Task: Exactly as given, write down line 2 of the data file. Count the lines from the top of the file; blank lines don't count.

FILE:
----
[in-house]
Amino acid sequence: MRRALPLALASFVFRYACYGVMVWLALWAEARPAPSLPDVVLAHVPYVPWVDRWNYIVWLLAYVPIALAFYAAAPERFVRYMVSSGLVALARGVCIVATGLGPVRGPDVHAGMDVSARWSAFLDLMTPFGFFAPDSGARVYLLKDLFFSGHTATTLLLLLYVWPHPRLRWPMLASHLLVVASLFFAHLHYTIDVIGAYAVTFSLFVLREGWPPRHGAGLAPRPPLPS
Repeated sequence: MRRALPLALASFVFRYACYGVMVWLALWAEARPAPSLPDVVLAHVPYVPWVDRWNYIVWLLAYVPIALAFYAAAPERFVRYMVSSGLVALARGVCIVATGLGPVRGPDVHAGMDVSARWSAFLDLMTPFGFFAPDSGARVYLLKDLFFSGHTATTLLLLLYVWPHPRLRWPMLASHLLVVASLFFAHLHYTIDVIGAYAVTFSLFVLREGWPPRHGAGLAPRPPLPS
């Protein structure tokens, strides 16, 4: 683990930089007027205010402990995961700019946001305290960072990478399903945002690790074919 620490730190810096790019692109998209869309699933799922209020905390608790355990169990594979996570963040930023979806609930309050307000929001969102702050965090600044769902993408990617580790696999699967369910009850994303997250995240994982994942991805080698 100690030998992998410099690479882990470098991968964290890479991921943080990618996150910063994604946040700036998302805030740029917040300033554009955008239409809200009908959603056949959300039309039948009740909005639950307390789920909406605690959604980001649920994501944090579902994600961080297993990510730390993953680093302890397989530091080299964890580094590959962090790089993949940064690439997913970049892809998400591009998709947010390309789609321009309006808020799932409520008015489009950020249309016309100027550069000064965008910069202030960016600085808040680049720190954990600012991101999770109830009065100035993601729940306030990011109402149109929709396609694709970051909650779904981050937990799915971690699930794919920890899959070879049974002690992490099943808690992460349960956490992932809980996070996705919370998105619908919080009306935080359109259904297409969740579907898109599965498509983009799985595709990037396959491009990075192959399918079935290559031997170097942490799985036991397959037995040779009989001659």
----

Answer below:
Amino acid sequence: MRRALPLALASFVFRYACYGVMVWLALWAEARPAPSLPDVVLAHVPYVPWVDRWNYIVWLLAYVPIALAFYAAAPERFVRYMVSSGLVALARGVCIVATGLGPVRGPDVHAGMDVSARWSAFLDLMTPFGFFAPDSGARVYLLKDLFFSGHTATTLLLLLYVWPHPRLRWPMLASHLLVVASLFFAHLHYTIDVIGAYAVTFSLFVLREGWPPRHGAGLAPRPPLPS